Organizing at Scale: Feature Teams vs. Component Teams – Part 2

In my last post, I reintroduced this topic, describing the conundrum of organizing large number of agile teams to better address value delivery for new end user features and services. I described two basic approaches, feature teams and component teams, and some arguments for each.

I’m still waiting for some feedback from a couple of others before I conclude with my personal recommendations, which I’ll post in the next day or so. In the meantime, Craig Larman courteously responded with his comments on my comments on his work in Larman [2009]. Since wordpress, as a capable (and free!) as it is, tends to bury comments at a level where you really have to want to see them to find them (not sufficiently “in your face” from my perspective), I thought I’d elevate Craig’s comments to this post, as he provides some clarifications on his work and my interpretation, as well as some more expansive thinking on the topic. Craig’s Comments from the prior post below are verbatim below.

Note: please also see additional comments from others on this and the prior post.


“hi dean,

(someone pinged me that this topic was under discussion). thx for raising the topic.

bas and i did not write or intend to write that feature teams are the only rational way to organize teams. rather, the choice of any organizational design (including team structure) can be evaluated in terms of the global goal for optimization (e.g., maximizing fast value delivery, minimizing disruption, etc). from a toyota or lean perspective and the first agile principle, the global goal relates to early/fast delivery of value to real customers.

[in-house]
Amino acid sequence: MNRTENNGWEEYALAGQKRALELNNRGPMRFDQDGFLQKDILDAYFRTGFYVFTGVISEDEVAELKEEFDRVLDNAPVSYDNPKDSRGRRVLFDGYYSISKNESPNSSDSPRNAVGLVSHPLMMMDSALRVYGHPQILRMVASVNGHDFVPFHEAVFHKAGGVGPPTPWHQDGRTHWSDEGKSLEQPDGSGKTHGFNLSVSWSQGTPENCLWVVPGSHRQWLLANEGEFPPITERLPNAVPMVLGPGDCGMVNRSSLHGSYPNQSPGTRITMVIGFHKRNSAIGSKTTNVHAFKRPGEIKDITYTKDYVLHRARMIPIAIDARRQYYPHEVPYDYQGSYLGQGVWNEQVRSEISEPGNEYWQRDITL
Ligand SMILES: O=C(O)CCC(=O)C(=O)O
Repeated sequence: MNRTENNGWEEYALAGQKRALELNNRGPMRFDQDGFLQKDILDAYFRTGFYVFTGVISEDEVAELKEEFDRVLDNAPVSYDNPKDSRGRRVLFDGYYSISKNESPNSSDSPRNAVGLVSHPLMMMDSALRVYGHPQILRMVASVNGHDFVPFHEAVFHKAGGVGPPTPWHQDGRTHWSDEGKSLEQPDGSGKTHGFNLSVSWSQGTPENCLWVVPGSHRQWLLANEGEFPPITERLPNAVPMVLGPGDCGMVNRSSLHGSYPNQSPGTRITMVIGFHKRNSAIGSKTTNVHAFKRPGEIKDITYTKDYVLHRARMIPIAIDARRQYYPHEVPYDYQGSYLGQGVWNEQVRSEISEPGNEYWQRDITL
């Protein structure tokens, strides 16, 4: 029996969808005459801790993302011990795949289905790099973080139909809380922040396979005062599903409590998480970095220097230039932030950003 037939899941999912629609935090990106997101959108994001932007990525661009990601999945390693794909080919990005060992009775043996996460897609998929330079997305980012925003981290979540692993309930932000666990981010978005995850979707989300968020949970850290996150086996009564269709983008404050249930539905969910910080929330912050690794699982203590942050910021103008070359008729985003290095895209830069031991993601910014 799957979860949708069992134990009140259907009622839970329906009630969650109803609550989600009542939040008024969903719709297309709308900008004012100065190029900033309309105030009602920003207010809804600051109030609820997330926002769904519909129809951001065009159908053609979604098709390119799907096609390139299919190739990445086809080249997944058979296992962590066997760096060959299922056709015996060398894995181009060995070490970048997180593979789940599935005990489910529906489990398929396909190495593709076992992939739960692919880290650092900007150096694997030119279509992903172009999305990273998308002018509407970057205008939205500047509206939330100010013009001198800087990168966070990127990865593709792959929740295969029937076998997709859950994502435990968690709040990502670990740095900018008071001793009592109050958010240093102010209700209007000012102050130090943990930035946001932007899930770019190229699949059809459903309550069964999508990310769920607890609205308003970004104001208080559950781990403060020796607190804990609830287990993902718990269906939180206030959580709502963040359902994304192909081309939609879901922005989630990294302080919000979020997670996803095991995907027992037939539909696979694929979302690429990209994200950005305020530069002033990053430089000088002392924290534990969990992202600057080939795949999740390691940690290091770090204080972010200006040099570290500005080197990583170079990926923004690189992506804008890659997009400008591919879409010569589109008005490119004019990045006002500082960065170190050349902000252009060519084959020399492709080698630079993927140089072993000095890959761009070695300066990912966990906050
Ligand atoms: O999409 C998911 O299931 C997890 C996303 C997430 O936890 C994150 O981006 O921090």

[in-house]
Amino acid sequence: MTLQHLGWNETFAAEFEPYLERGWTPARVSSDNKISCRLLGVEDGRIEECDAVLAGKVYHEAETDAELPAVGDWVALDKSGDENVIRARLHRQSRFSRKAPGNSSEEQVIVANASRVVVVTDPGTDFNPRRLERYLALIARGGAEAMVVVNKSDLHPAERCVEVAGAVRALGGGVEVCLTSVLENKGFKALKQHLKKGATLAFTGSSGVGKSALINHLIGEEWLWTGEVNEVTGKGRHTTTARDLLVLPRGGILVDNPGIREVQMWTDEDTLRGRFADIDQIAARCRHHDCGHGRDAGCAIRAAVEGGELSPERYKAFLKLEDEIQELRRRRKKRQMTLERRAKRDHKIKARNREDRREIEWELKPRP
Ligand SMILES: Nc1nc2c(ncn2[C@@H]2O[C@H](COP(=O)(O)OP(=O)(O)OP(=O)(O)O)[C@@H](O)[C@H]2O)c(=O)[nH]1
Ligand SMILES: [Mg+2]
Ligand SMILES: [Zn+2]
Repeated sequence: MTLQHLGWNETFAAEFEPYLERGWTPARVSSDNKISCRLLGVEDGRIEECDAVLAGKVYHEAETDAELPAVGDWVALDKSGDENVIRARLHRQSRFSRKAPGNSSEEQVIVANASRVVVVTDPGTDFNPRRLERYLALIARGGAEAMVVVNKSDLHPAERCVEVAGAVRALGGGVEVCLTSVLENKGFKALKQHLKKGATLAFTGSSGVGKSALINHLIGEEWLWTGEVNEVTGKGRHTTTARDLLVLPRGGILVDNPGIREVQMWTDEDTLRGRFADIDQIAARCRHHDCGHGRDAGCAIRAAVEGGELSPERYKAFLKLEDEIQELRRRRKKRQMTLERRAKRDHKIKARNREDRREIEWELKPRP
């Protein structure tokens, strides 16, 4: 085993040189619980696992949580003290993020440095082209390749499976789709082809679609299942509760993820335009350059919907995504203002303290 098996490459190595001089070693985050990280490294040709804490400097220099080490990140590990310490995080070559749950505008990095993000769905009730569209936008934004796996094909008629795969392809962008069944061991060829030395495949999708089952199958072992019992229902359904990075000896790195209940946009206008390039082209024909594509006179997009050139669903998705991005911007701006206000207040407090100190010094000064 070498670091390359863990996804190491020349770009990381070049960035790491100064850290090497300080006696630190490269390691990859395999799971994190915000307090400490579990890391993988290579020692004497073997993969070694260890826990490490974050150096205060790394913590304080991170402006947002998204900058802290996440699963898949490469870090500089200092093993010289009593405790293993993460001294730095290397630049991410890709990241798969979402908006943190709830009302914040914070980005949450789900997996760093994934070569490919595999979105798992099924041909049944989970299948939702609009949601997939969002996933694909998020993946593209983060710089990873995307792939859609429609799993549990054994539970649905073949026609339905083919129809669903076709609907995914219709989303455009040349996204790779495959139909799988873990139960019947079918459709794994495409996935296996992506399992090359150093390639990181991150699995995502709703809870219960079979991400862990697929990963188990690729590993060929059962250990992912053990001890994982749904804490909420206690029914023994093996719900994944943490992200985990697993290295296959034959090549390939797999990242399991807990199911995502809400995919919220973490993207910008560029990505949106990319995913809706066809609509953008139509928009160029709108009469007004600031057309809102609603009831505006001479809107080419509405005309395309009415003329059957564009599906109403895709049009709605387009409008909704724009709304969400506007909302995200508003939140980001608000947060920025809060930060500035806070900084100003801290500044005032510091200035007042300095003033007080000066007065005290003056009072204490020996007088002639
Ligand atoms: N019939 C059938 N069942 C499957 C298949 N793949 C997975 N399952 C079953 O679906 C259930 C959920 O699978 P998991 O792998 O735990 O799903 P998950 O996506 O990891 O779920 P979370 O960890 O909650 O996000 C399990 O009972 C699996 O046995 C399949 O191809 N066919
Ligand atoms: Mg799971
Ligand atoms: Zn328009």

in the context of that measure, if one has design 1 with more delay and handoff and design 2 with less delay and handoff, design 2 is ‘better’ — with respect to that particular measure.

the ideal cross-functional cross-component feature team minimizes delay and handoff, whereas (not an opinion, just by pure systems logic..) component teams (which per definition are doing only part of the work for a customer feature) have more delay and handoff and create mini-waterfalls with single-specialist groups passing WIP items to each other (analysts, architects, programmers, testers, …).

but feature teams are only the ‘better’ model depending on the global goal — which is worth identifying in any discussion. and as you point out, we note that an org design such as feature teams may optimize flow of value, but it raises other problems (which are solvable). from a systems thinking perspective however, optimizing around addressing one of the other issues (e.g., minimizing org disruption) is a sub-optimization from the the perspective of value delivery… but not a suboptimization if the group agreed minimizing disruption was the system’s global goal.

if one visits an org that was organized around component teams and then they successful transition to feature teams, and then one asks if delivery of value is faster, the answer will be “yes.” it is also common when investigating such an org that they will say that planning and coordination are simpler, and that the multi-skilled learning that arises when working in feature teams has been useful to increase their degrees of freedom and to reduce the “truck number” of bottleneck specialists.

i look forward to your future comments, and those of others.

regards, craig


Highsmith, Jim. Agile Project Management. 2004. Addison-Wesley.
Leffingwell, Dean. Scaling Software Agility: Best Practices for Large Enterprises. 2007. Addison Wesley.
Larmon, Craig and Bas Vodde. 2009. Scaling Lean and Agile Development. Addison Wesley.